USDA issues final GMO labeling standard

December 20, 2018

Food, Beverage & Agriculture Alert

Author(s): Tracey B. Scarpello, Vivian M. Quinn

This week, the USDA issued its long-awaited final rule establishing a national bioengineered food disclosure standard. This alert discusses what food producers and sellers need to know before the upcoming implementation and compliance dates.

On December 20, 2018, the U.S. Department of Agriculture issued its long-awaited final rule establishing a national bioengineered (BE) food disclosure standard, as directed by Congress in 2016. According to Sonny Perdue, Secretary of Agriculture, the standard “ensures clear information and labeling consistency for consumers about the ingredients in their food” and “avoids a patchwork state-by-state system that could be confusing to consumers.”

The final rule uses the term “bioengineered” instead of the more commonly used “genetically modified.” “Bioengineered” refers “to a food (A) that contains genetic material that has been modified through in vitro recombinant deoxyribonucleic acid (DNA) techniques; and (B) for which the modification could not otherwise be obtained through conventional breeding or found in nature.”


The USDA final rule applies to all human foods subject to the labeling requirements under the Federal Food, Drug and Cosmetic Act, including “raw produce, seafood, dietary supplements, and most prepared foods, such as breads, cereals, non-meat canned and frozen foods, snacks, desserts, and drinks.” It applies to products packaged for retail sale, as well as food sold in bulk bins at retailers.

The disclosure requirement also applies to some of the meat, poultry and egg products regulated by the USDA under the Federal Meat Inspection Act, Poultry Products Inspection Act or Egg Products Inspection Act, provided that an ingredient regulated by the FDA predominates. Thus, a BE disclosure is not required on a processed product in which meat or poultry is the primary ingredient, even if it contains BE ingredients. Notably, the “may be bioengineered disclosure cannot be used.”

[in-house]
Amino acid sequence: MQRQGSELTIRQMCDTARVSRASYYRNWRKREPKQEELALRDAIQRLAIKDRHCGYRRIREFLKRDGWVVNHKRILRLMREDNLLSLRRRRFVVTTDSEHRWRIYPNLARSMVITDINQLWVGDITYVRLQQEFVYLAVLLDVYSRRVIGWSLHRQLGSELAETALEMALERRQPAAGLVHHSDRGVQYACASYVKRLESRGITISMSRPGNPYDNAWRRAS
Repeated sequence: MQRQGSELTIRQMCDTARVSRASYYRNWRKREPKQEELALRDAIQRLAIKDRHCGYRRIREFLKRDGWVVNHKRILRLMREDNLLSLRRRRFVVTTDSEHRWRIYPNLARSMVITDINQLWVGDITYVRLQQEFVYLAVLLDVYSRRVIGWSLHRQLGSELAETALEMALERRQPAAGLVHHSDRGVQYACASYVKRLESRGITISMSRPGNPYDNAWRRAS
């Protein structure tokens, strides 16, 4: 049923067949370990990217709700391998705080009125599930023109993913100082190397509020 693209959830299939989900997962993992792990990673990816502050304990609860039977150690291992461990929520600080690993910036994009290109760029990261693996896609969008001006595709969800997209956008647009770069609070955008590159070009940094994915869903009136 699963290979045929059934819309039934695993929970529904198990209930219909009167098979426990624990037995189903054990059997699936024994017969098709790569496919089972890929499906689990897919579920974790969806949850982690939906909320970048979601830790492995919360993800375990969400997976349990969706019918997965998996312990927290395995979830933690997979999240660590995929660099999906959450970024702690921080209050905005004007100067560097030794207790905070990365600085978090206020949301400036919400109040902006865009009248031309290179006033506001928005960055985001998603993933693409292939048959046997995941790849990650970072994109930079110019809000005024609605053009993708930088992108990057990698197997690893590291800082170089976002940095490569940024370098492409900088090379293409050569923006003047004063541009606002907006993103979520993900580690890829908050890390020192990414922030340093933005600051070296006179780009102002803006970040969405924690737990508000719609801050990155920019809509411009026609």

Lists of bioengineered foods

To aid regulated entities considering whether they may need to make a BE disclosure, the USDA developed the List of Bioengineered Foods to “identify crops or foods that are available in a bioengineered form … that may be produced anywhere in the world.” The following foods comprise the List of Bioengineered Foods: alfalfa, certain varieties of apple, canola, corn, cotton, certain varieties of eggplant, certain varieties of papaya, pineapple (pink flesh), potato, salmon (AquAdvantage®), soybean, summer squash and sugarbeet.


  • Meat and milk from animals fed BE food;
  • USDA-certified organic foods;
  • Food served in restaurants or similar retail food establishments, including food-to-go sold in supermarkets;
  • Incidental additives;
  • Very small food manufacturers (those with annual sales below $2.5 million);
  • Foods that contain a bioengineered substance that is “inadvertent or technically unavoidable … of up to 5% of each ingredient.”

Disclosure methods

The final rule allows disclosure of BE ingredients in several formats, including a symbol or a digital link printed on the packaging. Companies can use a QR code with a statement such as “Scan here for more food information.” After scanning the code, consumers will be brought to a website where bioengineered ingredients will be disclosed. If a company provides a digital link disclosure, it must also provide a telephone number consumers can call for information.


The implementation date for most manufacturers is January 1, 2020, with a mandatory compliance date of January 1, 2022.

The foregoing has been prepared for the general information of clients and friends of the firm. It is not meant to provide legal advice with respect to any specific matter and should not be acted upon without professional counsel. If you have any questions or require any further information regarding these or other related matters, please contact your regular Nixon Peabody LLP representative. This material may be considered advertising under certain rules of professional conduct.

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